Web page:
For many of us, our cats are part of our families. They’re more than just pets, they’re companions who nurse us through tough times with their cute antics, and their quiet understanding and sympathy (or they cheer us up with such an obvious lack of sympathy that it’s laughable). They give us things to giggle about, like they know they can entertain us and take advantage of that. They can act like little children, too, jumping up where they aren’t supposed to, only to jump back down and become all wide-eyed innocence when caught, like a small child insisting his hand was not in the cookie jar. But sadly, we’ll see when our cat dies, often before we do, and it’s devastating. But not everyone will have words of comfort or empathy when it happens, and that can be worse.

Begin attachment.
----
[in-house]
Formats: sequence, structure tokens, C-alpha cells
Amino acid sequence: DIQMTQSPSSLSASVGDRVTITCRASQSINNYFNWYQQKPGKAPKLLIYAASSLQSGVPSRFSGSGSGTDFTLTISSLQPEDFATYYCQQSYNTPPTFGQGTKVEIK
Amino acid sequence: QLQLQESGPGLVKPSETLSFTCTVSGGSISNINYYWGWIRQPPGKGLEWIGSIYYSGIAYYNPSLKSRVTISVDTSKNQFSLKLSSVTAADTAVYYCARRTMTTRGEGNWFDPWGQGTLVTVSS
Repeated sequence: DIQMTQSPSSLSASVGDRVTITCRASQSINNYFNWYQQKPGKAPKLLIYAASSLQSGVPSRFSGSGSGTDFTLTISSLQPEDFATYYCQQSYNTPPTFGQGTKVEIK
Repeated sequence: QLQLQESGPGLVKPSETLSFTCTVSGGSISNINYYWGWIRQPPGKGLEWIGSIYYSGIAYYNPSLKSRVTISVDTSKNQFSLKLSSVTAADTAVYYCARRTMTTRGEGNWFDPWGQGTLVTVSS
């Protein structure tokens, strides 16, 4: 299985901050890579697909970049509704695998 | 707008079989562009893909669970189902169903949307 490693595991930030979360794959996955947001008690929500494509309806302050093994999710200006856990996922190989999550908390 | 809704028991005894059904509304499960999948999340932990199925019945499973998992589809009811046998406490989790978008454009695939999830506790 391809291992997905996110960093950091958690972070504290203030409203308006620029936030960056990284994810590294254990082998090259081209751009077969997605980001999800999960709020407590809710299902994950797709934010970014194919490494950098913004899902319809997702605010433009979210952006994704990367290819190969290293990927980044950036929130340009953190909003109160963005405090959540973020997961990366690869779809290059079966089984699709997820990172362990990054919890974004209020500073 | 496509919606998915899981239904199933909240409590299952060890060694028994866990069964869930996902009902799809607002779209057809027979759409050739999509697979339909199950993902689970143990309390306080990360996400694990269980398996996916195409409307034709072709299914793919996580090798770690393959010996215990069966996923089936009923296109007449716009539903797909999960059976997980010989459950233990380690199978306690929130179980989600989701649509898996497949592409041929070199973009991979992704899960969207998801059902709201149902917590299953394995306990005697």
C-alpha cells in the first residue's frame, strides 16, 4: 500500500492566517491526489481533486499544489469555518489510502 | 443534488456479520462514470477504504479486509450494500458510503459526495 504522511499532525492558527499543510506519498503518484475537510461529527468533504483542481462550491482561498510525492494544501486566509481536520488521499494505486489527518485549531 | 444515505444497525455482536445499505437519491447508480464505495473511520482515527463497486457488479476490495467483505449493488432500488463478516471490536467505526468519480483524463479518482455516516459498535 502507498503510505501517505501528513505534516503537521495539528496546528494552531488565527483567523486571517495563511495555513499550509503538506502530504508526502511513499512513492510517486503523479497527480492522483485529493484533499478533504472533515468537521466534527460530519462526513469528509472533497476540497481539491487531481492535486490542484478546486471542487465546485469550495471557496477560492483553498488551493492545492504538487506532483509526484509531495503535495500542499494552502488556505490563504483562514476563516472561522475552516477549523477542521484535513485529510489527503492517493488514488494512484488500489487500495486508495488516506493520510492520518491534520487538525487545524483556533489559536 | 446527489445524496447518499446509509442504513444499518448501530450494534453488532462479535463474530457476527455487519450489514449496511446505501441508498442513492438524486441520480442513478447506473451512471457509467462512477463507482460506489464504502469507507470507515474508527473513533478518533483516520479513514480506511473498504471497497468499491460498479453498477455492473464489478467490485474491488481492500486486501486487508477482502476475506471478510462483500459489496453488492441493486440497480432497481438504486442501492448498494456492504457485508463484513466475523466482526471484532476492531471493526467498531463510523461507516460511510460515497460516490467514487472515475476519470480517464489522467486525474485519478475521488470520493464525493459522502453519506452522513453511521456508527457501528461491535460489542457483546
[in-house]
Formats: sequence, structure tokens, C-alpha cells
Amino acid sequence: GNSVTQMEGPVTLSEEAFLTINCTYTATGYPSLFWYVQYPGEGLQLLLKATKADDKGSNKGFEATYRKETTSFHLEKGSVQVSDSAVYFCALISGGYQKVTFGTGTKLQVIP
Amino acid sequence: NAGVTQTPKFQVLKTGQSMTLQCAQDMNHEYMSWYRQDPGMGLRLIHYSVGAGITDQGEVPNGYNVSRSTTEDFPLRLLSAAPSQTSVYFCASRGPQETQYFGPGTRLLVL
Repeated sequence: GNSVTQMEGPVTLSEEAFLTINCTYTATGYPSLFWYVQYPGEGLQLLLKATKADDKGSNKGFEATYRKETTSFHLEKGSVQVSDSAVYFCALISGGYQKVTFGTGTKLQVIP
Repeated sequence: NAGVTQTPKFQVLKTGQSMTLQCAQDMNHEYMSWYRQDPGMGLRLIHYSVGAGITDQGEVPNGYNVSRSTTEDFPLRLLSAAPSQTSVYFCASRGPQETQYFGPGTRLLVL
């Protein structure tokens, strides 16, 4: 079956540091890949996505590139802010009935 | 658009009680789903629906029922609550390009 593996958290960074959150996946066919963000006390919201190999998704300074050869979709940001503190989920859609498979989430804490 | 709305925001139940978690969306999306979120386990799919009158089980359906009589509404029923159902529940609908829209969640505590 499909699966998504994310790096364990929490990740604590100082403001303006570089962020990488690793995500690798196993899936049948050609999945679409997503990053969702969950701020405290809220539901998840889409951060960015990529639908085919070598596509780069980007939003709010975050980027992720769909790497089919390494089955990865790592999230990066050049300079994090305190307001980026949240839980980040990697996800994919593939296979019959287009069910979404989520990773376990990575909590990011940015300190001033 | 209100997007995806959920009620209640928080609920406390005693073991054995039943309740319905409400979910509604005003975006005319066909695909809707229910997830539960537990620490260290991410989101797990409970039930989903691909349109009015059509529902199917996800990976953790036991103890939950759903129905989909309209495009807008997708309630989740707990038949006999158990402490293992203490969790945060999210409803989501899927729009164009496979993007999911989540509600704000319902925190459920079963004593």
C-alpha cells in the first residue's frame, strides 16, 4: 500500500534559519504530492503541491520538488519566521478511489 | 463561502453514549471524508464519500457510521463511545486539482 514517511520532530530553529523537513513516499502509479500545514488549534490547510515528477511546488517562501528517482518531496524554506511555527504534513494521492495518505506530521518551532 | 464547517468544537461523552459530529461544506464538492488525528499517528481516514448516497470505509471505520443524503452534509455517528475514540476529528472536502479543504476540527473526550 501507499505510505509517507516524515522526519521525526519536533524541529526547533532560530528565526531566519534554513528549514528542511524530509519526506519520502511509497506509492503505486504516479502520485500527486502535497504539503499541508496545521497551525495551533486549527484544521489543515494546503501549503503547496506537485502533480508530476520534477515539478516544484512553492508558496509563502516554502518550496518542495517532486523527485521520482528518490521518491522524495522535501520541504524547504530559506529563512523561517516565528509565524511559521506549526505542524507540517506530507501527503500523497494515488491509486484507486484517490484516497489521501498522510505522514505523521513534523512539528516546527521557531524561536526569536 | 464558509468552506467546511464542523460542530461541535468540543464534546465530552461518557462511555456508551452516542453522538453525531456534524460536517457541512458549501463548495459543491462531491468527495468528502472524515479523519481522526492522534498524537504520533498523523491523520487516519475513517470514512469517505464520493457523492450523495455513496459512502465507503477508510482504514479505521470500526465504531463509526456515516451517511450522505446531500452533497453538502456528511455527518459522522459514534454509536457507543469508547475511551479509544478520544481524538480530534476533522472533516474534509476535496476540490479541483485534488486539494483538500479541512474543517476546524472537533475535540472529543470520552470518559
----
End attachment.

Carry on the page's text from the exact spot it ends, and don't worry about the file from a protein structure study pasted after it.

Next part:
Recently, I’ve been comforting a friend whose beautiful feline friend died suddenly. He and his wife are grieving, their child cries over her loss, and for what? Who cares when a cat dies? She was just a cat, right?

WRONG. When a beloved cat dies, you lose a full member of your family

Our beloved feline companions are not just cats, whatever people who don’t understand may say. Your cat didn’t judge you for any mistake you ever made, when the people around you did. He didn’t offer advice that was both unhelpful and unwanted when your relationship fell apart. He knew when you wanted company the last time you had the flu, and when you just wanted to be left alone in your utter misery to try and get at least one moment of sleep. You knew his love was true and unconditional, even when it felt like nobody in the world loved you. He was, in many ways, your best friend, and so much more. So when your cat dies, it’s awful.